TS Inter 1st Year Environmental Education Study Material Chapter 15 Conservation of Biodiversity

Telangana TSBIE TS Inter 1st Year Environmental Education Study Material 15th Lesson Conservation of Biodiversity Textbook Questions and Answers.

TS Inter 1st Year Environmental Education Study Material 15th Lesson Conservation of Biodiversity

Essay Questions

Question 1.
Explain the measures to be taken to conserve Biodiversity.
We read in the earlier chapters about how various human activities are damaging biodiversity. If we do not act immediately to protect biodiversity, life will cease on earth. Conservation of Biodiversity comprises the measures man should take to protect biodiversity and prevent damage to its components. The objective of such conservation is to protect species, their habitats and their ecosystems from excessive rates of extinction and the erosion of biotic interactions. The conservation of ecosystems saves large numbers of species which might otherwise, be endangered and also preserves the support systems that maintain life.

Global, national and local efforts are needed to achieve conservation of biodiversity. Conservation can be of two types a) in-situ conservation b) ex-situ conservation.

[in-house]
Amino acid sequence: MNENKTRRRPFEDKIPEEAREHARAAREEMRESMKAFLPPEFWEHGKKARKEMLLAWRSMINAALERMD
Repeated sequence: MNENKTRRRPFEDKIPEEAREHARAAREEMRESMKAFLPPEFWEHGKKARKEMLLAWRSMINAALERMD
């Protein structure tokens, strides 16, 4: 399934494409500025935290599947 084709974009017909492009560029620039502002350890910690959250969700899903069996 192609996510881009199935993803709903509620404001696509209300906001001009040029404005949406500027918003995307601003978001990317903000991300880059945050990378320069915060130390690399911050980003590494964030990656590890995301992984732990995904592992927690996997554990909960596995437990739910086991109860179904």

TS Inter 1st Year Environmental Education Study Material Chapter 15 Conservation of Biodiversity

I. In Situ Conservation :
‘In-situ’ is a Latin phrase which means’ in the original palce or arrangement’. The conservation of species in their natural habitat or natural ecosystem is known as in situ conservation. In this process, the natural surroundings or ecosystems are protected and maintained so that all the constituent species (known or unknown) are conserved and benefited. The factors which are detrimental to the existence of species concerned are eliminated by suitable mechanisms.

There are different types of protected areas and sites of conservation in India, based on the level of protection provided and the amount of human intervention allowed.

Modes of In situ Conservation :
Types :

  1. National Parks
  2. Wild Life Sanctuaries
  3. Conservation and Community Reserves
  4. Marine Protected Areas Sanctuary
  5. Biodiversity Heritage Sites
  6. Biosphere Reserves
  7. Sacred grooves
  8. Ramsar sites.

1) National Parks :